Tourism in Dowerin

Rusty’ & ‘Rosey’

‘Rusty’ stands guard at the west entrance to town. This was an innovative project designed by students from Dowerin District High School in 2004 and the inspiration for Rusty comes from the legend of the ‘Tin Dog Creek’. Tin Dog Creek got its name during settlement of the area and the commencing of mining in the Yilgarn Goldfields.

‘Rosey’ is located along Stewart Street with her paw directing visitors to the Dowerin Community Resource Centre. Rosey joined Rusty in 2021 in celebrating the Tin Dog Creek and acknowledging the contribution of women pioneers who were integral to the development and growth of Dowerin.

Parking and picnic facilities are available alongside both Rusty & Rosey.

Rosey Rusty

Tin Dog Creek Walk Trail and Bird Hide

The walk trail is just off Redding Road, approximately 100m from the information bay on Goldfields Road. Walk through some of the last strands of untouched natural bush in the Wheatbelt by choosing one of 2 trails (long or short). Several interpretive panels are located along the trail providing interesting information about the surroundings. View the stunning bird life through the 'Window of the Wheatbelt' located at the Bird Hide.

Bird Hide

Dowerin Museum

Located on Cottrell Street, opposite Anderson Street. This original 1915 residence is bursting with artefacts and memorabilia. Built in 1915 by Mr Eugene O’Shaughnessy, the old O’Shaughnessy family home has been restored and filled with furnishings from yesteryear. Further to the ambience of the cottage, a wander in the backyard reveals a reconstructed saddlery and shed complete with blacksmiths and saddlery tools.

The Dowerin Museum is home to two stories to explore along the Pioneers’ Pathway. The Story of Mr Eugene O’Shaughnessy can be found at the rear of the building, along with items which replicate a saddlery store. The front of the museum boasts a story featuring the Couper Sisters, Jean & Mary. The story captures the history of the organ, which can be found inside the museum.

Viewings by appointment only. Please call the Shire Office on (08) 9631 1202 to arrange a viewing.


Once a bustling town, Minnivale is now home to a spectacular array of wildflowers from July to October. Driving through Minnivale today you will see the brick store built in 1921 still displaying advertisements from long ago, the church built in 1925 and the old baker’s oven still standing in the main street.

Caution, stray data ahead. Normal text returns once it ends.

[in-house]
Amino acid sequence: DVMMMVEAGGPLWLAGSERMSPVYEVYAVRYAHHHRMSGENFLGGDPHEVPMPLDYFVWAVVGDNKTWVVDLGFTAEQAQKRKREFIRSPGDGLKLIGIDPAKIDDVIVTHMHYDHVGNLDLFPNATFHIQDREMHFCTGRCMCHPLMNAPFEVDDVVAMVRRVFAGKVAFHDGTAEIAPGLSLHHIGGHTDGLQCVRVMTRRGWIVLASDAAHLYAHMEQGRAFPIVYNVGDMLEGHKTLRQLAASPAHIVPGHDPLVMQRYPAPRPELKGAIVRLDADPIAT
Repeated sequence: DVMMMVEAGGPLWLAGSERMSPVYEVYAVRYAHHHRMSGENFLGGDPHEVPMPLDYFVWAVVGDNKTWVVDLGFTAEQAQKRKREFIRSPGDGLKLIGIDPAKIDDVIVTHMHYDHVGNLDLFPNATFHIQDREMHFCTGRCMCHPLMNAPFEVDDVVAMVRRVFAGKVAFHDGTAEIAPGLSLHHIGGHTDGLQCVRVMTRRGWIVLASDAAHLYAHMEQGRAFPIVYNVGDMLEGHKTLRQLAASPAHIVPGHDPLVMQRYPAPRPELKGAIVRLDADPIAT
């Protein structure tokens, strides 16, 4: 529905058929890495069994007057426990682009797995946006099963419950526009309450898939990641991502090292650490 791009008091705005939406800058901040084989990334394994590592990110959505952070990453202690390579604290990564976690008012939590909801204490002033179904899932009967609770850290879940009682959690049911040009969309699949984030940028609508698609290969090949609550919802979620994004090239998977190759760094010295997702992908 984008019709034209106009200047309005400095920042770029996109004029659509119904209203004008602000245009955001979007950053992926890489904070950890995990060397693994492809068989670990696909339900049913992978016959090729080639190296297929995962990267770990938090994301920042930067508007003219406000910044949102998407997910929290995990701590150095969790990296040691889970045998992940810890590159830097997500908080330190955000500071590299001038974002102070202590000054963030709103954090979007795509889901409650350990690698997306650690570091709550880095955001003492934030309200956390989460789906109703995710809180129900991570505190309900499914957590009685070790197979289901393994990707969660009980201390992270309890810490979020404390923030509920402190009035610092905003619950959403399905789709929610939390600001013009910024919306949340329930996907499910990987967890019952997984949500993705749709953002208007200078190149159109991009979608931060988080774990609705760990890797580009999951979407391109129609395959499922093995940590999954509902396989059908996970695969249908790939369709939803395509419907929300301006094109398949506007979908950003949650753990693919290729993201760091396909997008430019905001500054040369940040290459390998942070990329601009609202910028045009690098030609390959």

Minnivale is home to the Wheatbelt Heritage Rail Discovery Centre. The Discovery Centre is housed within a 1964 Type B wheat bin, a design which is rapidly disappearing. Within the wheat bin is a collection of carriages dating from early in the 20th century. Climb aboard passenger carriages, read the history of the district, along with the early days of the wheat industry.

Viewing by appointment only. Please call the Shire Office on (08) 9631 1202 to arrange a viewing.


Namelcatchem Well

Namelcatchem Well is located within a 600 acre DPaW Class A1 Reserve, 17km east of Dowerin, at the intersection of the Cunderdin- Minnivale and Goomalling-Merredin Roads.

Built sometime before 1865, making it the earliest European built structure in the area, this well was initially used to provide water for miners and travellers. Later horse teams carting wheat to Minnivale found it essential as it held sufficient water for 70 horses.


The Rabbit Proof Fence No.2

This fence runs north/south through the eastern third of the Shire. It was built in 1907/1908 and much of the fence remains in good condition. Mile posts mark the distance from the south coast. The fence originally went from Point Ann to north of Cue, where it turned east to join Rabbit Proof Fence No.1 at Gum Creek.

It is one of three long fences in the state designed to control the rabbit plague, which could wreak enormous havoc in agricultural areas. The fences failed in their purpose, although much time and money was expended to make them work. They stand as a testament to human intention to control a pest, which was and is a national problem.

Dowerin Machinery Field Days

This annual event is held on the last Wednesday and Thursday of August. It provides manufacturers an opportunity to exhibit and demonstrate farm machinery, equipment and allied industries to primary producers, city and overseas visitors. Over 25,000 visitors flock to Dowerin over these two days and it gets bigger every year.

2014 was the 50th Anniversary of the Field Days, a fitting tribute to the endeavour and commitment of the Dowerin Events Management team and the community of Dowerin.

Field Days Site


Dowerin has several reserves within the Shire which are home to an array of wildflowers including the Dowerin Rose, native bush and abundant wildlife. Most wildflowers can be observed between July and October, but as wildflowers are heavily dependent on rainfall during winter, the more rain, the more wildflowers there are to enjoy.

Hotspots include Tin Dog Creek Reserve, Namelcatchem Reserve, Minnivale Reserve and Cullimbin Well.

Some orchid species spotted include Donkey, Bunny, Leek and Spider. Many species of flowering wattles, grevillea and hakea can be seen on road verges and throughout the reserves, while pink, white and yellow everlastings can sometimes form a carpet of colour from late August through to October.